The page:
Black tips. Silver tips. Hammerheads. Tiger sharks. With so many ferocious predators lurking beneath the depths of the Pacific, it’s hard to imagine that human beings actually pose the greatest threat to life in the protected waters of Isla del Coco National Park.
The preserve, located 340 miles off Costa Rica’s Pacific coast, is a veritable magnet for pelagic sea creatures – and the scuba divers that come from all corners of the globe to observe them. Its underwater landscape is like going back to the age of the dinosaurs, when everything came jumbo sized and in mass quantity. Eight species of sharks, four types of rays and four kinds of sea turtles don’t begin to scratch the surface of the island’s incredible biodiversity. UNESCO named the park a World Heritage Site in 1997 in recognition of its tremendous value.
The landmass and surrounding 12 nautical miles of ocean are safeguarded by law, and absolutely no fishing or destructive activities are permitted within park jurisdiction. In spite of stringent legislation, the marine inhabitants are constantly under attack by long line fishermen and poachers. Illegal hunters enter the park surreptitiously with the tides, most often at night. They drop lines hundreds of miles long that are rigged with thousands of baited hooks and wait for the ebb and flow of the water to drag them toward shore. The lines snare anything in their wake, mangling and murdering unwitting sea creatures.
Between 2004 and 2009, authorities collected over 1,100 miles of fishing line and 50,000 hooks. Thanks to the diligence of rangers and volunteers, 1,431 snared yellowfin tuna, 459 sharks, 12 turtles and 10 dolphins were rescued and released – though hundreds of others weren’t so lucky.
Sadly, Cocos Island is difficult if not impossible to defend. Offenders are tough to apprehend because, legally, they must be caught in the act – in this case, with fishing poles in hand. Even then, they are extremely arduous to prosecute. Poachers wait just outside the 12-mile limit until the coast is clear. The moment they see a patrol boat appear on the radar, they cut their lines and hightail it out of there.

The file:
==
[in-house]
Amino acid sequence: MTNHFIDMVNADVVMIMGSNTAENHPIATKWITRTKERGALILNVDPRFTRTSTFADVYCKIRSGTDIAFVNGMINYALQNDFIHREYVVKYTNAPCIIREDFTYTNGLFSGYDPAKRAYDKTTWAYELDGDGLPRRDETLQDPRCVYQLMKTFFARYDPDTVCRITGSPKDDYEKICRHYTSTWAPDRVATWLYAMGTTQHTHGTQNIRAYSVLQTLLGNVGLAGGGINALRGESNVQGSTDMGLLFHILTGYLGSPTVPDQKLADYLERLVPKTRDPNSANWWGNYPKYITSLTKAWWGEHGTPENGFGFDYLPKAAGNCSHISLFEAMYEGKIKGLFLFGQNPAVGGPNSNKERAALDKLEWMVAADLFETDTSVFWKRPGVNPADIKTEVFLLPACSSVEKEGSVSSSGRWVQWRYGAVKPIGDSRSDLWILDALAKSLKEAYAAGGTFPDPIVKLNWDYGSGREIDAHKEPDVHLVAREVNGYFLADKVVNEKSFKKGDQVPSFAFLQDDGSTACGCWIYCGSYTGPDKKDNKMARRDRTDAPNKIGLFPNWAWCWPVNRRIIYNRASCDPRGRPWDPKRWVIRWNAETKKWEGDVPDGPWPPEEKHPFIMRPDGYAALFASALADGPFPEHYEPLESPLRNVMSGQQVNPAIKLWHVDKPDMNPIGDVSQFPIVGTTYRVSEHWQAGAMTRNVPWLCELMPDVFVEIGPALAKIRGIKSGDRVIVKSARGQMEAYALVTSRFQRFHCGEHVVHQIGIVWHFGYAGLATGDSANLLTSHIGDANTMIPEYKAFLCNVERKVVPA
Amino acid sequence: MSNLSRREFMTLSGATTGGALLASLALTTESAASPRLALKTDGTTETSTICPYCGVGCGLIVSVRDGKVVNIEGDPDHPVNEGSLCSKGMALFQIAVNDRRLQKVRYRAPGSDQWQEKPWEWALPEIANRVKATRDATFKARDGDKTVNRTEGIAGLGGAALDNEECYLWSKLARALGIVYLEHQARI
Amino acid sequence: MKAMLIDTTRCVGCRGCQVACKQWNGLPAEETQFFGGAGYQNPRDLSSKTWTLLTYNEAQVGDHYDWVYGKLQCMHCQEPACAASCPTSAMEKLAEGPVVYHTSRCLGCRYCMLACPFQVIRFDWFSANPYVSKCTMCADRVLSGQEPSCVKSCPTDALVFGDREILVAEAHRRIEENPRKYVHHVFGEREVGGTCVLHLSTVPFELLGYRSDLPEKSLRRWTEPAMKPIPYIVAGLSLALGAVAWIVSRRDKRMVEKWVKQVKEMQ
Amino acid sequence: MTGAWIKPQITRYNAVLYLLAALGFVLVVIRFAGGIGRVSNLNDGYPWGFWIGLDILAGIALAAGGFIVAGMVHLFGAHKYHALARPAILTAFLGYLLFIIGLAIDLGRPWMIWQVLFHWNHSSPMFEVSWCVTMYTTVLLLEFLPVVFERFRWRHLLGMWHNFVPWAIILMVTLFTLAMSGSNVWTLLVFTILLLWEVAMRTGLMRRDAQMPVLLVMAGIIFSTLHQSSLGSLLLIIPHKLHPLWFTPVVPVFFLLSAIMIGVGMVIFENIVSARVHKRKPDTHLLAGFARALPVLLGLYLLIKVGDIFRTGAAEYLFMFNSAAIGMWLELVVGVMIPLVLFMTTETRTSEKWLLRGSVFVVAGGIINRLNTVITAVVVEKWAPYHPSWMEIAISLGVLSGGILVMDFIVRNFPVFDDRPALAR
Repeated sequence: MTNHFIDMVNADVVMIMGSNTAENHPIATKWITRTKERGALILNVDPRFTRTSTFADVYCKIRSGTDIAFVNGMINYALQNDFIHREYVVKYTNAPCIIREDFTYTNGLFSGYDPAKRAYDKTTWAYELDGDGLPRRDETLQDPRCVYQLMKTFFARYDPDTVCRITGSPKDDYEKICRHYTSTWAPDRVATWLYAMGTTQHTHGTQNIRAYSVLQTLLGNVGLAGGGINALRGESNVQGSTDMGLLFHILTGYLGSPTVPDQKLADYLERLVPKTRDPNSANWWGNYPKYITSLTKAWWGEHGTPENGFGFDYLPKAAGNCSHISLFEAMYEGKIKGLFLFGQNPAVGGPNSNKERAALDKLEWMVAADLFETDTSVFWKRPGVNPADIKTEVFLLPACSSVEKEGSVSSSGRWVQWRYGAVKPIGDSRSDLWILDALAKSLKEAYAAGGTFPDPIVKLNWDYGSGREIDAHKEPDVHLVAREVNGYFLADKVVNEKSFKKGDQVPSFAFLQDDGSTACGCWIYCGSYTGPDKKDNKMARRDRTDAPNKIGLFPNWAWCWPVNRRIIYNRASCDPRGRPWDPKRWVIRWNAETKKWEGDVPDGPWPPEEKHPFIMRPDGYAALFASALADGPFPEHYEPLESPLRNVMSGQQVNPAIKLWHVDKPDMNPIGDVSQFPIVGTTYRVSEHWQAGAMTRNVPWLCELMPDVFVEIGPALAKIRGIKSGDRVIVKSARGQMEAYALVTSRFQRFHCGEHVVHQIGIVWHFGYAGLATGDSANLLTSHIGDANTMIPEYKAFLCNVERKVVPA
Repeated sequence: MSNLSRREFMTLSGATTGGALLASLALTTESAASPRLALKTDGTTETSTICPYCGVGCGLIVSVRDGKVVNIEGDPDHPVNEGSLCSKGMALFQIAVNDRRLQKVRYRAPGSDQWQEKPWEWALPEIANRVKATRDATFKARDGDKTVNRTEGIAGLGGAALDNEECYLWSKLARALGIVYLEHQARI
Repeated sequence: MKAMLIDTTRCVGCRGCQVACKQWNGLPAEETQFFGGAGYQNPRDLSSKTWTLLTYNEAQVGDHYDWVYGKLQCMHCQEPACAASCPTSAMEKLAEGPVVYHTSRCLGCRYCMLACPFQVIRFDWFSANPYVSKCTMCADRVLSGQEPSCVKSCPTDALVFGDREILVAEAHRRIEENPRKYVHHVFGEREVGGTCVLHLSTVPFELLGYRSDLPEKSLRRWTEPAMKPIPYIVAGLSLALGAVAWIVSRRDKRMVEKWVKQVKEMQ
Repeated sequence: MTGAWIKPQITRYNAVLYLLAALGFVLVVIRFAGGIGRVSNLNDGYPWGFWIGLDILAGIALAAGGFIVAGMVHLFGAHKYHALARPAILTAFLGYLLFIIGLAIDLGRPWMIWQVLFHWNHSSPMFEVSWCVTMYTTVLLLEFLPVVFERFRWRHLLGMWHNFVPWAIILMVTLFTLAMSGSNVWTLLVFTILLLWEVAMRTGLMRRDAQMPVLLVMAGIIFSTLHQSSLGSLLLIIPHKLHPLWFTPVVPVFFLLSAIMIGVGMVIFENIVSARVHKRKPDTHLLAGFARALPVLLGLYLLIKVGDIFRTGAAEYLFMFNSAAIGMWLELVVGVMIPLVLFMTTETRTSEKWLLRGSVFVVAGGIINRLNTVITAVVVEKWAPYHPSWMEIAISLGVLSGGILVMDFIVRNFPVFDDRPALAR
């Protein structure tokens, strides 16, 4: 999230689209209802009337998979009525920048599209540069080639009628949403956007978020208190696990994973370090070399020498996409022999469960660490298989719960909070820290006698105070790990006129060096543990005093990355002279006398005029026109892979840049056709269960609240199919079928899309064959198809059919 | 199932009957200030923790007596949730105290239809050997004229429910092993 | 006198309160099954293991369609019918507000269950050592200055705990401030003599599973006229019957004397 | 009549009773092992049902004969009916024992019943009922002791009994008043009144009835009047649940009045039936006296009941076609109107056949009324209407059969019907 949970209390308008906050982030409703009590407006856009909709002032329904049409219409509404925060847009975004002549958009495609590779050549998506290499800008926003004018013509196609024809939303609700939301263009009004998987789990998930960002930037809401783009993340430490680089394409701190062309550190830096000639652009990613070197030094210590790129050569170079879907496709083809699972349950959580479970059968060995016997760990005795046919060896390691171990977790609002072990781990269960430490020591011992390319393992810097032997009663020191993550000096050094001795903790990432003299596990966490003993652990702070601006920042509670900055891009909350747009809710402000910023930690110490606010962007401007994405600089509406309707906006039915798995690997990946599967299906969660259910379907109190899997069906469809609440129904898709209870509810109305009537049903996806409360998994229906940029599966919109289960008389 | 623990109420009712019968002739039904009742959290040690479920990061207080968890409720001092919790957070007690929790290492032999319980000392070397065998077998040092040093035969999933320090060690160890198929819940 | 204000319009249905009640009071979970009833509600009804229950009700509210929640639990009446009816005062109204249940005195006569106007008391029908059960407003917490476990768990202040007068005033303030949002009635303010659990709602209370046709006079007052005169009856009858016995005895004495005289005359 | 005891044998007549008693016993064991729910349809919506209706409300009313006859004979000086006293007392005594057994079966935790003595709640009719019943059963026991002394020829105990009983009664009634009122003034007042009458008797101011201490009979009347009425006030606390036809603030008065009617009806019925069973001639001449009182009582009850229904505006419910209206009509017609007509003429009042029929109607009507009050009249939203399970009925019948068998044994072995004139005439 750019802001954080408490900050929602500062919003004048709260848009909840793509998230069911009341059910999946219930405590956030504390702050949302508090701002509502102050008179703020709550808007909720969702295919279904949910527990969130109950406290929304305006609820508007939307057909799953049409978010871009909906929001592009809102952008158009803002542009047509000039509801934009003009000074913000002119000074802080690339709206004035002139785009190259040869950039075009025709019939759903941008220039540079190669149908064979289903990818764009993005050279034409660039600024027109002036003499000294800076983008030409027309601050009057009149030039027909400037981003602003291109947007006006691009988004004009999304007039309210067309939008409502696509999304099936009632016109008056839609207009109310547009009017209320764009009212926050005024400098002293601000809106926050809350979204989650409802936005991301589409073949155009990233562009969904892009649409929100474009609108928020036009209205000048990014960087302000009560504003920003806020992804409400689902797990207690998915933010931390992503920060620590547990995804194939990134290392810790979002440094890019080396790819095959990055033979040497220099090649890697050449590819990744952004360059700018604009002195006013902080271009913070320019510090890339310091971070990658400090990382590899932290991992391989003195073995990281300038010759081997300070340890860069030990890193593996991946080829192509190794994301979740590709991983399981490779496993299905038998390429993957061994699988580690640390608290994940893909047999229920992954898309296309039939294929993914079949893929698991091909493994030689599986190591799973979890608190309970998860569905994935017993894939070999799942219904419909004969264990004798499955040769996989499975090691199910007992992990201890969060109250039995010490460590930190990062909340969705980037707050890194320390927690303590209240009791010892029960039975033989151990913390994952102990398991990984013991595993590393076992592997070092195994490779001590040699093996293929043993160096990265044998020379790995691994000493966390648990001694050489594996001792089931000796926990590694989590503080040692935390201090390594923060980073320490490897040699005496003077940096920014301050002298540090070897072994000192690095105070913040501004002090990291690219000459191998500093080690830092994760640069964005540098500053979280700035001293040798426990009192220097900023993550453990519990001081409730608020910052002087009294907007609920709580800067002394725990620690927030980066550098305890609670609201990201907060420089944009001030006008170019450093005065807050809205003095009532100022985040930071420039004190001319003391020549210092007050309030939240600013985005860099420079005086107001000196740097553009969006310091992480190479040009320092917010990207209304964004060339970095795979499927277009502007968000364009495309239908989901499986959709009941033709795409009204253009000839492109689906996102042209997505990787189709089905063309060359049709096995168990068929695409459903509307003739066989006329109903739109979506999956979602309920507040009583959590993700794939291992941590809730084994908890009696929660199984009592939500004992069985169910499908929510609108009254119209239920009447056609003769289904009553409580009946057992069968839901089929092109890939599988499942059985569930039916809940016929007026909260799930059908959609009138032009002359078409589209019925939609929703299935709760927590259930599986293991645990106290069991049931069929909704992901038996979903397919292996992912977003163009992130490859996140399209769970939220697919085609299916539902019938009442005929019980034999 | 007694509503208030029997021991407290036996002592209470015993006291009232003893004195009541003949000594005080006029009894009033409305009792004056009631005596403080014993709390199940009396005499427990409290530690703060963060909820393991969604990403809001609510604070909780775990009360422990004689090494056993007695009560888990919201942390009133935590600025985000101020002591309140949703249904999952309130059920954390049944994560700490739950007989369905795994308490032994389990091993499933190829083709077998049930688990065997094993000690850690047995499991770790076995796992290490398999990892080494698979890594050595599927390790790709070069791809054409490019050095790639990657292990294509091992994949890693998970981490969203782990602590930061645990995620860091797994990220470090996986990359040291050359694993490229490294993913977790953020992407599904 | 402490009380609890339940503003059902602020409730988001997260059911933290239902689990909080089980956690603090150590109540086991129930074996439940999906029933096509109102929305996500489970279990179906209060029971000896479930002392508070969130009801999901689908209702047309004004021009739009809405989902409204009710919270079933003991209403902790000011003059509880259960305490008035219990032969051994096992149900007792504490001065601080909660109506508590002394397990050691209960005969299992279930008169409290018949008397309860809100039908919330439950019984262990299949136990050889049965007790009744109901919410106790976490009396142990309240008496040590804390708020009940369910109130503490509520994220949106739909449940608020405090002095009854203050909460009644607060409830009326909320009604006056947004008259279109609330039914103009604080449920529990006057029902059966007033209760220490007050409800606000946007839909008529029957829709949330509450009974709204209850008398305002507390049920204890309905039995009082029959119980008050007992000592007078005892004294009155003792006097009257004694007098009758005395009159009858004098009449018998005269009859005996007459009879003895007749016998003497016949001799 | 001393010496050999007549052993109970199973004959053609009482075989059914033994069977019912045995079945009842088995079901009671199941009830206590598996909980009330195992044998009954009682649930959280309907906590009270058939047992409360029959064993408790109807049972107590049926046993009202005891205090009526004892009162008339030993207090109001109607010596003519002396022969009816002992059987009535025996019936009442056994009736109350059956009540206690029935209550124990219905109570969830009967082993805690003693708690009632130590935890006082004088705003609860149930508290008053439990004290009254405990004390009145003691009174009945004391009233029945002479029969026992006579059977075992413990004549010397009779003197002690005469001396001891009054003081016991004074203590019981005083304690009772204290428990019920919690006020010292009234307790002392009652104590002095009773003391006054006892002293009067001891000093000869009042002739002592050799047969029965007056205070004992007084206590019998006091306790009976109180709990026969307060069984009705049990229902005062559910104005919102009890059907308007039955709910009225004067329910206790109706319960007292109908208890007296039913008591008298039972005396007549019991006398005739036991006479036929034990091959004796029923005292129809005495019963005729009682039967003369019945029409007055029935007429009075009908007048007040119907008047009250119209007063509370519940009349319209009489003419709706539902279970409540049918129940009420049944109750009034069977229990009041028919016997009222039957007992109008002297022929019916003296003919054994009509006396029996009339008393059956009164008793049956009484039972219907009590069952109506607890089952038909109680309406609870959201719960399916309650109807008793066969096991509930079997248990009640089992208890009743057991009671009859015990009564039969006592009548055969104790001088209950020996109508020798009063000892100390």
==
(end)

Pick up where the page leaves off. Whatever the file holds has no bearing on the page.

Illegal fishing in Costa Rica is anything but black and white. Countless local inhabitants depend on the ocean to make a living, and at Isla del Coco, lucrative catches are pretty much guaranteed. So many miles offshore, a single tuna can grow to the size of a full grown man, raking in as much as $2,000 USD (about four times the average monthly salary in Costa Rica). When legitimate fishing areas are scare and there is no food on the table, it is easy to imagine an angler’s temptation to cheat in rich national park waters.
What many locals don’t acknowledge is, even though the ocean’s bounty seems endless, this kind of fishing is not sustainable. Once marine life is gone, it is gone for good. Sharks and others on top of the food chain have an evolutionary responsibility to keep the ecosystem in balance. Without predators to control fish populations by eating weak and wounded animals, the sea would fall into complete chaos.
Tragically, it is estimated that every three seconds a shark is slaughtered somewhere in the world for “finning”, the practice of sawing off their fins while the creatures are still alive. The animals are then dumped back into the depths where they writhe in agony until finally drowning (sharks must swim to breathe, which they cannot do without fins). The Undersea Hunter Group estimates that scalloped hammerhead populations alone dropped 70% from 1992 to 2004.
This deplorable practice is driven by the demand for shark fin soup in Asia, which is considered a delicacy and often served at prestigious weddings. Despite pressure from conservation groups to make finning illegal, Costa Rican lawmakers skirted the issue by passing a bogus law. The new legislation requires fishermen to keep fins attached to sharks’ bodies until reaching the coast – theoretically reducing how many creatures can be killed on a single boat. In reality, this mandate is impossible to enforce, and ineffective in reducing the number of animals slaughtered.
Despite Isla del Coco’s important role in patrolling the waters in this area, a large portion of state funding must be spent on boat maintenance and the gas required to reach the park. Three tiny patrol boats are expected to police a vast domain of 2,000 square kilometers – which can be breached by as many as 30 prohibited boats per day.
To help front the budget constraints, a steady flow of volunteers is welcomed to Isla del Coco to clear brush, give tours, cook and more. The park’s month-long volunteer program includes marine transport from Puntarenas, food and lodging – all free of charge. Additionally, the Friends of Cocos Island Foundation encourages private contributions through events and their website at www.acmic.sinac.go.cr